How I Helped Publish My Grandparents’ Memoirs

    I grew up hearing my grandparents’ stories in bits and pieces. Often they’d mention their families or their lives growing up, and even if it was something I’d heard before, I still found it interesting. Occasionally they’d tell me something I hadn’t heard before, in which case I was even more intrigued. As a young adult, it began to occur to me that they wouldn’t always be around to tell me their stories or answer my questions. I wanted a tangible way to remember my grandparents and their stories so that future generations that wouldn’t have the pleasure of meeting them would still have the opportunity to get to know and love my grandparents as I did.

    In January 2020, I began working with each of my dad’s parents to formally document their lives and stories via a subscription publishing service. Each week, I sent them a question or prompt through the service’s website. Examples include “What is one of your fondest childhood memories?” “Tell me about an adventure you’ve been on . . .” and “What advice would you give your grandchildren/great-grandchildren?” By the end of the year, I had fifty-two stories from each grandparent, neatly organized and formatted on the website.

    Once my grandparents had written all their stories, I got to work editing them. I cross-referenced and fact-checked names, dates, locations, and other details to ensure accuracy, and I edited for grammar and clarity. Then my grandparents and I spent a day sifting through boxes in their attic to find photographs to accompany some of the stories. With my dad’s help, I scanned and formatted the photos, then attached them to the stories on the website. When the interiors of the books were finished, my grandparents and I designed their covers. This whole process took about four additional months to complete.

    Included in the initial subscription price for each book was one finished, hardcover copy. Receiving those first copies in the mail after all the time and effort we put into creating them was unreal. Little did we know when we started the project that it would become a way for us to connect and bond when we weren’t otherwise able to due to COVID-19. The initial months of isolation were difficult, especially for my grandparents. Having such a meaningful project to work on kept us sane. It provided my grandparents with a chance to reflect on and take a dive deep into their lives and legacies, and it provided me with the chance to get to know each of them in a much more intimate way.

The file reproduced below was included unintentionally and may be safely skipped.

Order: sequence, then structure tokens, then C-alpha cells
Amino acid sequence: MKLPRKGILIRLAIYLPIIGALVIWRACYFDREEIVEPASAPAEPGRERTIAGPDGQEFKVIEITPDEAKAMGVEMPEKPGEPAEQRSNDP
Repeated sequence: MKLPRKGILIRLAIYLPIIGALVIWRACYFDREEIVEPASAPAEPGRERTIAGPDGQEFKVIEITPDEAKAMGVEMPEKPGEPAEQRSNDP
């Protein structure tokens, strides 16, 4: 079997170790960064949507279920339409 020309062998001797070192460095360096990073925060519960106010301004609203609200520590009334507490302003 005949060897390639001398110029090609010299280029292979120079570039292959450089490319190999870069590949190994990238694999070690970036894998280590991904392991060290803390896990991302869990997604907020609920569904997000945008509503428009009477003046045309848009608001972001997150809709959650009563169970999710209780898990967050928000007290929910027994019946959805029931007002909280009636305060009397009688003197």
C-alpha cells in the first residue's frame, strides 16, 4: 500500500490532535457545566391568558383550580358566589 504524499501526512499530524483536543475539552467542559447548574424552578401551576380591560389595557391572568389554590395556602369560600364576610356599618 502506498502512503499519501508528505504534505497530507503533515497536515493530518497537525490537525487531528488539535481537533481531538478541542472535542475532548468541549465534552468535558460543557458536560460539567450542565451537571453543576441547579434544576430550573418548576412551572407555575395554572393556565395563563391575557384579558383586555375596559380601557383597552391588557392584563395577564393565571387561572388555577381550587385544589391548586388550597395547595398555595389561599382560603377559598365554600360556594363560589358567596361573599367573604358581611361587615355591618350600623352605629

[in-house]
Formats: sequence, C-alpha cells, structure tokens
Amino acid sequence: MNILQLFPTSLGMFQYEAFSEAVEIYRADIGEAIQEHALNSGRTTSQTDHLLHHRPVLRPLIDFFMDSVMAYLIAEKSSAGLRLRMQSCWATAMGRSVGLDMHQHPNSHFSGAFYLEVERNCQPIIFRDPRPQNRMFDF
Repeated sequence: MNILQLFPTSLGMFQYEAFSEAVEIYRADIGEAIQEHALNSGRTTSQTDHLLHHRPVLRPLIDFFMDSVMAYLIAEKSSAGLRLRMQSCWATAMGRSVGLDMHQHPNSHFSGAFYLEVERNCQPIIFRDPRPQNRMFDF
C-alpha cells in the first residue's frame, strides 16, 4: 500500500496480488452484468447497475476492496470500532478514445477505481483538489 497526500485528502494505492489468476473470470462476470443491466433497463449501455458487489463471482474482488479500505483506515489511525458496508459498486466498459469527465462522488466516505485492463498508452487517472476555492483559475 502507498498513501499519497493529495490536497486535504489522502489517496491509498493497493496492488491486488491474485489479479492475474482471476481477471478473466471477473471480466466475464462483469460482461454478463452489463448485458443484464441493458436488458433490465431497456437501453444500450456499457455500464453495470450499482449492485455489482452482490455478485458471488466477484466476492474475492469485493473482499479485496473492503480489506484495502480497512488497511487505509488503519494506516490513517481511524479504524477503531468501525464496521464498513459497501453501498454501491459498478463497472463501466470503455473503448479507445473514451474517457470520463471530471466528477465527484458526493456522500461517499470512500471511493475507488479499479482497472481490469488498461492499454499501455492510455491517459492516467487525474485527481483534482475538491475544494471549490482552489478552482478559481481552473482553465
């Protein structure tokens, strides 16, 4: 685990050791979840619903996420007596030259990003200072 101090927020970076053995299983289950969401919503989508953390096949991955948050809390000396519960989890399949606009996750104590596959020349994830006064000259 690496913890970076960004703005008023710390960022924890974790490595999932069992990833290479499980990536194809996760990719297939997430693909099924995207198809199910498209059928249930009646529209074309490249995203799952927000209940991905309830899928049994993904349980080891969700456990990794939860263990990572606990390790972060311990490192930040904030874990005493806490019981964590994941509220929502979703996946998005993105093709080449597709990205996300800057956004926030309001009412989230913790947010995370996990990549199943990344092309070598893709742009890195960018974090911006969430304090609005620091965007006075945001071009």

Later that year, in December 2021, we had one of our first family gatherings in almost two years. Every family member received copies of my grandparents’ books, complete with personalized, handwritten notes in the front covers. It was extremely special to share them with everyone and to see their reactions. I won’t soon forget how interesting and fulfilling the process of publishing the books was, and I’m so grateful to my grandparents for their willingness to share their time and stories with me in a forever way.

    Simplified map of the world in shades of blue with the silhouettes of people walking from left to right

    Immigrant Narratives

    Immigration has been an important component of US society since its beginning, and it has been a topic of discussion in the political sphere for some time now. According to the US Department of Homeland Security, in the second quarter of 2022 there have been around 96,000 new admissions to the US. These are people who have moved to live in this country for a variety of reasons, and not just because of tourism. There have also been over 124,000 people who have readjusted their migratory status to stay in the country. This shows that immigration is a dynamic and growing phenomenon that is at the core of the US, and if you are interested in narratives that focus on this topic (and not just related to this country), here is a list of books that might interest you.

    Starting with nonfiction, I recommend Black American Refugee by Tiffanie Drayton, a writer and journalist from Trinidad and Tobago who moved to the US at the age of four. In this memoir the author recounts her experience with migrating to the states at such a young age and experiencing the disillusion of understanding that the “American dream” is unattainable for people of color due to the systemic racism ingrained in this country, which eventually cemented her decision of leaving as an adult. It’s a great book for anyone interested in learning about how an outsider confronts this problem that is so prevalent in the US.

    Another nonfiction recommendation is Home in the World: A Memoir by Amartya Sen. This winner of the Nobel Prize in Economics has been a professor at various universities including England, the US, and his home country of India, amongst others. In this book he returns to his roots and narrates his experiences through the partition of India and the fragmentation in identity that this meant for his people, and he also covers his formative years, his participation in student movements, and his search to perfect his education, which turned him into a global citizen. This is a memoir that stems from a turbulent past, and I recommended it for people interested in learning about foreign history, as this is a phenomenon that resonates through the twentieth century and that has had similar manifestations in the last decades as well.